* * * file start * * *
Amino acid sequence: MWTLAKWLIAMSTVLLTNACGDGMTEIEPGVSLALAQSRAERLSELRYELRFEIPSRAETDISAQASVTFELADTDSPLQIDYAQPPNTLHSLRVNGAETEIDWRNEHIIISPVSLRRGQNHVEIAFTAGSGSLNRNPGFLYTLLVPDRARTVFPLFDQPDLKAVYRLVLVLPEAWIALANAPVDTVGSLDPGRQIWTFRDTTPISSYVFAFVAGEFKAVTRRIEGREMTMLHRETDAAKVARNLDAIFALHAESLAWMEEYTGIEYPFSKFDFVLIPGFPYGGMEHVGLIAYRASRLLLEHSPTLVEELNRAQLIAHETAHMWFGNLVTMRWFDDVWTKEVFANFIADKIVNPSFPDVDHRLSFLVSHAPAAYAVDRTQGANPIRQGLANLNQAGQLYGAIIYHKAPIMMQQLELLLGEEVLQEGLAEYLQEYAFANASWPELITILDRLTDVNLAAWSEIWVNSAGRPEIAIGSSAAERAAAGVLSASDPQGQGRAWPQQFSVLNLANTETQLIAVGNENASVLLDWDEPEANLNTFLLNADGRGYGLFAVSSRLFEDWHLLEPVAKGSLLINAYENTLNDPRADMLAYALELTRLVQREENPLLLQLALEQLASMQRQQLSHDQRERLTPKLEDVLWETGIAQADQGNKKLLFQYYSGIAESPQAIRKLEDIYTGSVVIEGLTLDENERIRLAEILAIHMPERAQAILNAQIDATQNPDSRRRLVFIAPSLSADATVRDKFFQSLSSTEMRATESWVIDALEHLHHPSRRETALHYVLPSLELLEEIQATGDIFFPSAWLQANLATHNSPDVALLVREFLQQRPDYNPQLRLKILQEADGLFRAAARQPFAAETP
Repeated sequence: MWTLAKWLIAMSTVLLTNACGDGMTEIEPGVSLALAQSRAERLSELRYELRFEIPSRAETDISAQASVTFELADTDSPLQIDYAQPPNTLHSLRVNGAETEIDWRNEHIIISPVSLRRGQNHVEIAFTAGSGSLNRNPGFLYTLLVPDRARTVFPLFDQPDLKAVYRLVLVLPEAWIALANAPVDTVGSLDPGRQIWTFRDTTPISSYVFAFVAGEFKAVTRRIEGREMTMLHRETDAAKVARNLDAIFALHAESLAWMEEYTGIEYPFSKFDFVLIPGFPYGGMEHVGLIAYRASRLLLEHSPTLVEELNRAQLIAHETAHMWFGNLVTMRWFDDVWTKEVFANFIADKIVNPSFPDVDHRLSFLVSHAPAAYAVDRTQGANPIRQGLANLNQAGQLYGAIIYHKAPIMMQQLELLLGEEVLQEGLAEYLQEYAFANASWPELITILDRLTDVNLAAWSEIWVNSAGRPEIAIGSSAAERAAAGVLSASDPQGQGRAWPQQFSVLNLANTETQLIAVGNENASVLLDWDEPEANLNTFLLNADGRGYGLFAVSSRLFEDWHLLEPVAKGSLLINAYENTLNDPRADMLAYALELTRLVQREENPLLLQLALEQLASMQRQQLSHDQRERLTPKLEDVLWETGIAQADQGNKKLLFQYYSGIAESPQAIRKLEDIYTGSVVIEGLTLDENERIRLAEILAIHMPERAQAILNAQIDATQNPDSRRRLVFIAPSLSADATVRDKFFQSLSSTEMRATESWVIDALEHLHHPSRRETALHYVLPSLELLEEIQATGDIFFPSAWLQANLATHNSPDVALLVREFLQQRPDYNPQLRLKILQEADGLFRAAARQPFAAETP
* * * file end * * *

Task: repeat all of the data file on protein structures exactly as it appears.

Amino acid sequence: MWTLAKWLIAMSTVLLTNACGDGMTEIEPGVSLALAQSRAERLSELRYELRFEIPSRAETDISAQASVTFELADTDSPLQIDYAQPPNTLHSLRVNGAETEIDWRNEHIIISPVSLRRGQNHVEIAFTAGSGSLNRNPGFLYTLLVPDRARTVFPLFDQPDLKAVYRLVLVLPEAWIALANAPVDTVGSLDPGRQIWTFRDTTPISSYVFAFVAGEFKAVTRRIEGREMTMLHRETDAAKVARNLDAIFALHAESLAWMEEYTGIEYPFSKFDFVLIPGFPYGGMEHVGLIAYRASRLLLEHSPTLVEELNRAQLIAHETAHMWFGNLVTMRWFDDVWTKEVFANFIADKIVNPSFPDVDHRLSFLVSHAPAAYAVDRTQGANPIRQGLANLNQAGQLYGAIIYHKAPIMMQQLELLLGEEVLQEGLAEYLQEYAFANASWPELITILDRLTDVNLAAWSEIWVNSAGRPEIAIGSSAAERAAAGVLSASDPQGQGRAWPQQFSVLNLANTETQLIAVGNENASVLLDWDEPEANLNTFLLNADGRGYGLFAVSSRLFEDWHLLEPVAKGSLLINAYENTLNDPRADMLAYALELTRLVQREENPLLLQLALEQLASMQRQQLSHDQRERLTPKLEDVLWETGIAQADQGNKKLLFQYYSGIAESPQAIRKLEDIYTGSVVIEGLTLDENERIRLAEILAIHMPERAQAILNAQIDATQNPDSRRRLVFIAPSLSADATVRDKFFQSLSSTEMRATESWVIDALEHLHHPSRRETALHYVLPSLELLEEIQATGDIFFPSAWLQANLATHNSPDVALLVREFLQQRPDYNPQLRLKILQEADGLFRAAARQPFAAETP
Repeated sequence: MWTLAKWLIAMSTVLLTNACGDGMTEIEPGVSLALAQSRAERLSELRYELRFEIPSRAETDISAQASVTFELADTDSPLQIDYAQPPNTLHSLRVNGAETEIDWRNEHIIISPVSLRRGQNHVEIAFTAGSGSLNRNPGFLYTLLVPDRARTVFPLFDQPDLKAVYRLVLVLPEAWIALANAPVDTVGSLDPGRQIWTFRDTTPISSYVFAFVAGEFKAVTRRIEGREMTMLHRETDAAKVARNLDAIFALHAESLAWMEEYTGIEYPFSKFDFVLIPGFPYGGMEHVGLIAYRASRLLLEHSPTLVEELNRAQLIAHETAHMWFGNLVTMRWFDDVWTKEVFANFIADKIVNPSFPDVDHRLSFLVSHAPAAYAVDRTQGANPIRQGLANLNQAGQLYGAIIYHKAPIMMQQLELLLGEEVLQEGLAEYLQEYAFANASWPELITILDRLTDVNLAAWSEIWVNSAGRPEIAIGSSAAERAAAGVLSASDPQGQGRAWPQQFSVLNLANTETQLIAVGNENASVLLDWDEPEANLNTFLLNADGRGYGLFAVSSRLFEDWHLLEPVAKGSLLINAYENTLNDPRADMLAYALELTRLVQREENPLLLQLALEQLASMQRQQLSHDQRERLTPKLEDVLWETGIAQADQGNKKLLFQYYSGIAESPQAIRKLEDIYTGSVVIEGLTLDENERIRLAEILAIHMPERAQAILNAQIDATQNPDSRRRLVFIAPSLSADATVRDKFFQSLSSTEMRATESWVIDALEHLHHPSRRETALHYVLPSLELLEEIQATGDIFFPSAWLQANLATHNSPDVALLVREFLQQRPDYNPQLRLKILQEADGLFRAAARQPFAAETP